Feature / 26 Feb 2023

Not so fantastic

The role of shipping in tackling plastic pollution

by Dr. Ashan Silva, GAC Oman Business Manager - Sohar

According to some sources, around 15 tonnes of plastic is dumped into the world’s oceans every minute, every day.

What’s even more alarming is that it is a growing trend, with that volume set to double easily within the next ten years. As the International Maritime Organisation (IMO) says, if we don’t take aggressive action, there will be more plastic than fish in our seas by 2050.

Some shipping companies have responded by banning single-use plastics on board, replacing it with alternative solutions such as water dispensers, steel water bottles for all crew, metal or recycle paper straws, reusable fabric and more.

Ashan Silva Business Manager GAC Oman Sohar

According to IMO research, around 80% of plastic marine pollution comes from the from land. The remaining 20% comes from marine sources, such as fishing and sea-going vessels.

Many marine-related authorities like IMO, MARPOL, IMPA (International Marine Purchasing Association) are working to mitigate or control that 20%, including rules, regulations, and control measures through MARPOL Annex V.

Helping you to help the planet
At the Omani port of Sohar, GAC is helping vessels address the issue of marine pollution coming from ships.

Last year, we joined forces with Oman Maritime Waste Treatment (OMWT) SAOC to offer waste collection services, with a dedicated facility for any kind of general waste as defined by the International Organisation for Standardisation including the kind of plastic that could so easily find its way into the sea.

A joint venture between leading companies in environmental solutions, OMWT was selected by the Port of Sohar as their MARPOL Port Reception Facility, inside the port. All types of liquid and solid waste are collected by a specially-built vessel and transferring them to their shore facility to complete the disposal cycle.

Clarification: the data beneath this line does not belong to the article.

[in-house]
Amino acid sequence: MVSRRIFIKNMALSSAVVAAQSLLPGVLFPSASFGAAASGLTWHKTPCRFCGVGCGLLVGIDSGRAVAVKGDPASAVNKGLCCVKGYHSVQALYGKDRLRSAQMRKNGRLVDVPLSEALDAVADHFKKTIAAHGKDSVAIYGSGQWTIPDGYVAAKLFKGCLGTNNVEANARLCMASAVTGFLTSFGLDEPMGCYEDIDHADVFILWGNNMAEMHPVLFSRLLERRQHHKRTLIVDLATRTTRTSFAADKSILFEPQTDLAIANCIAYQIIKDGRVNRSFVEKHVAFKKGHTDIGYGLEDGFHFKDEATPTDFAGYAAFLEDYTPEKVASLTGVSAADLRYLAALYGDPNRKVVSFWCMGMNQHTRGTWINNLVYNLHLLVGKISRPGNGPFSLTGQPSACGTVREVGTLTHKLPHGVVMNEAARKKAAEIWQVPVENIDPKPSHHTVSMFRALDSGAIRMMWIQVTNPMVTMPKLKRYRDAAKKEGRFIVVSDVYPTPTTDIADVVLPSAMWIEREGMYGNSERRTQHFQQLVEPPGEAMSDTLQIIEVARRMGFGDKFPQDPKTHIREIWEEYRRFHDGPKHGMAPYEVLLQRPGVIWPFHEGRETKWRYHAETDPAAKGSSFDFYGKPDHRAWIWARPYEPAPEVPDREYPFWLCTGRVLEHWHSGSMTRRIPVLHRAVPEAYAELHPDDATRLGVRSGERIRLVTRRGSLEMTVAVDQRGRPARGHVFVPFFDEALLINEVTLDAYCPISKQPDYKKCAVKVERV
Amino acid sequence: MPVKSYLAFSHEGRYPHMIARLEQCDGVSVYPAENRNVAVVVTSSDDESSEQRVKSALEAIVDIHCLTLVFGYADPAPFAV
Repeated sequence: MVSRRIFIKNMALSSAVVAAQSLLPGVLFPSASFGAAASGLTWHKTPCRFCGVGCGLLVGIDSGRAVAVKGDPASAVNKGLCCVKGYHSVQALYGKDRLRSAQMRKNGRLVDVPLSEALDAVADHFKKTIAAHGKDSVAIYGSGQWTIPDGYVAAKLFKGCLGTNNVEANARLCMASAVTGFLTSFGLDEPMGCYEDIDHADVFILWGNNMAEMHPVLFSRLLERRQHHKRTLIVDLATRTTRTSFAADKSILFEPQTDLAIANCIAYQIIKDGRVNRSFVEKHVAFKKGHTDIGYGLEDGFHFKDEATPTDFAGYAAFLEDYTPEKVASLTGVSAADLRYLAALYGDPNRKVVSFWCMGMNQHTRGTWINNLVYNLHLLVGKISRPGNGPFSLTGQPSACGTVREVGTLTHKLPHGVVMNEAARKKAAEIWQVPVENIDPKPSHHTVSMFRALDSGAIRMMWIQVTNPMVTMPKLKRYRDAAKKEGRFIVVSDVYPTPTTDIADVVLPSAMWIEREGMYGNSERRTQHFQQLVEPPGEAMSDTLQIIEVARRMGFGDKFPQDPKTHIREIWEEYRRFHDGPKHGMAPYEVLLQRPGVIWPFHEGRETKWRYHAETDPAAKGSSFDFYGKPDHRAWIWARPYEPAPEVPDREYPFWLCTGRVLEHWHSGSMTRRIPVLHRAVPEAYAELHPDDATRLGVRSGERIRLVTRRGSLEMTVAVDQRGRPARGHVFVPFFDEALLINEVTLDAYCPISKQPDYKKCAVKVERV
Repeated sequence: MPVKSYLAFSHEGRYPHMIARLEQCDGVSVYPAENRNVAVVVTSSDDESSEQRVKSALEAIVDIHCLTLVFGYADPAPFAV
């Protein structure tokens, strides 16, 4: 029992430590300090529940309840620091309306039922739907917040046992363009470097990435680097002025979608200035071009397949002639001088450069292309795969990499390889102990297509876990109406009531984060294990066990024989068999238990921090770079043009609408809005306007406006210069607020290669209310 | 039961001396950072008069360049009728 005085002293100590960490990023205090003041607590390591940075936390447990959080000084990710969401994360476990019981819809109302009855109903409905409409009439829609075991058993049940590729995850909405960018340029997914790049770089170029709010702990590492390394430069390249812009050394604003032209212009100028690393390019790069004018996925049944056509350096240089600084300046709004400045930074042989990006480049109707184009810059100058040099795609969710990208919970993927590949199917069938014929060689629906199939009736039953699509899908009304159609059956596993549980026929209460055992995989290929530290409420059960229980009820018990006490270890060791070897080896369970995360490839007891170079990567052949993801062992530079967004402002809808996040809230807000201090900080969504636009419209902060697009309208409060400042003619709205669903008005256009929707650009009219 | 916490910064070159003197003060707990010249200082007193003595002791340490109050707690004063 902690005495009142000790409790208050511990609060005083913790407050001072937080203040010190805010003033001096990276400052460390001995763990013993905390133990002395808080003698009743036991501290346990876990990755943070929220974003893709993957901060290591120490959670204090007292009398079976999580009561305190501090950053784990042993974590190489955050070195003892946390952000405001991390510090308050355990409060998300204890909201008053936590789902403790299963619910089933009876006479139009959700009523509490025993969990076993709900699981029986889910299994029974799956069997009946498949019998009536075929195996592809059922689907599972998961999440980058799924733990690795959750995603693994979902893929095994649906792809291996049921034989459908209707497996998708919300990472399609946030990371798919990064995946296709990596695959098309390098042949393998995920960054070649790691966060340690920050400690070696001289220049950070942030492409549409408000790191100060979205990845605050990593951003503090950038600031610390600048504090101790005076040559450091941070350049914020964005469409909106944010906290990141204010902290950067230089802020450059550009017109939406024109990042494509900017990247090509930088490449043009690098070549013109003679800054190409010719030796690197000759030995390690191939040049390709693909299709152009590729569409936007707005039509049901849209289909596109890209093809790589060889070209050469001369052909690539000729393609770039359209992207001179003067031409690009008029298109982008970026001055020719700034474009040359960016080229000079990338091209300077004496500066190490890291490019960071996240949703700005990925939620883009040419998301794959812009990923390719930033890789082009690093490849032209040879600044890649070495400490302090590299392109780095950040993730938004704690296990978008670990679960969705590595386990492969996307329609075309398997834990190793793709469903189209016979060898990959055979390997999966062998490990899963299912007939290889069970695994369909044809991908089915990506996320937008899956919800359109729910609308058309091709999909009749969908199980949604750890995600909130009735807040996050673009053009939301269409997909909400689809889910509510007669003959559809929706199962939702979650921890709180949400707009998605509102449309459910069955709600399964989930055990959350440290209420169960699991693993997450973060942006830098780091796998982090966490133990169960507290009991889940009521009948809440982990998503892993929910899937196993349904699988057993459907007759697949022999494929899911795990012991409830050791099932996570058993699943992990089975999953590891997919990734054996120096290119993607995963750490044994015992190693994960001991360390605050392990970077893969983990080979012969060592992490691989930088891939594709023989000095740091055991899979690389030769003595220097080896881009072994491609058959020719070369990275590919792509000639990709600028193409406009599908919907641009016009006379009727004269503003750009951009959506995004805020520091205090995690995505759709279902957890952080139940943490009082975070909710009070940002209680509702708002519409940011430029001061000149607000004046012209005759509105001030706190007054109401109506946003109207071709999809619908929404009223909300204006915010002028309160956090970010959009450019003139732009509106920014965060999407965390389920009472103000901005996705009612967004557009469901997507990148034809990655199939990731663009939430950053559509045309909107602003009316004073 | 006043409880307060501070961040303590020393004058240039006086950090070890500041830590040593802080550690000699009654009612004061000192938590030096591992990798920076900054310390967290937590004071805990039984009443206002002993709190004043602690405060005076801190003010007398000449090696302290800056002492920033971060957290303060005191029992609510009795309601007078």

MARPOL waste discharge

GAC coordinates with the registered waste removal vendors and arrange collection through the waste collecting vessel or by providing a quayside skip for vessels at berths to dump their garbage. Port registered waste collectors will collect them for proper disposal through the treatment plants within the port premises, to ensure that plastic and other waste does not simply go to landfills. Their disposal methods used are in line with Omani government regulations.

From April to December 2022, they collected roughly 150m³ of waste materials from ten vessels under GAC’s agency at the port, including plastic.

This service offered by GAC Oman at Sohar aligns with the GAC Group’s Sustainability Strategy including a commitment to specific UN Sustainable Development Goals (SDGs), including SDG 12 – Responsible Consumption and Production, SDG 14 – Life Below Water and SDG 17 – Partnership for the Goals.

But in a world that has become addicted to plastic since the mid-20th century, the obstacles to eliminating single use plastics are very real.

The initial cost of replacing disposable plastics can be high. Traditional petroleum-based plastic items are much cheaper than their bioplastic equivalent with 1,000 bioplastic lids costing USD 79, compared to just USD 49 for the same number of conventional plastic lids.

Even when the spirit is willing to use eco-friendly options, alternatives are not always readily available with ship chandlers at all seaports.

Then there are health concerns. Non-disposable items need proper cleaning after each use – especially if used by a team - to reduce the risk of spreading infection or disease.

Due to commercial pressure and costs involved, ships are unlikely to completely eliminate the use of single use plastic. Only a handful of operators are likely to take proactive action beyond what is mandatory to protect the environment.

However, authorities can keep up the pressure to regulate the causes of pollution through various rules and regulations within the vessel operating procedures.

There is no time to waste.

As a matter of urgency, the global shipping community must find ways to control or end the 20% it contributes to plastic pollution in our seas.

Hand in hand with proper disposal services like the one we offer in Sohar, players like GAC can help provide a clear understanding of the regulatory framework to help companies to avoid possible penalties and support seafaring staff on board with environmental protection efforts.

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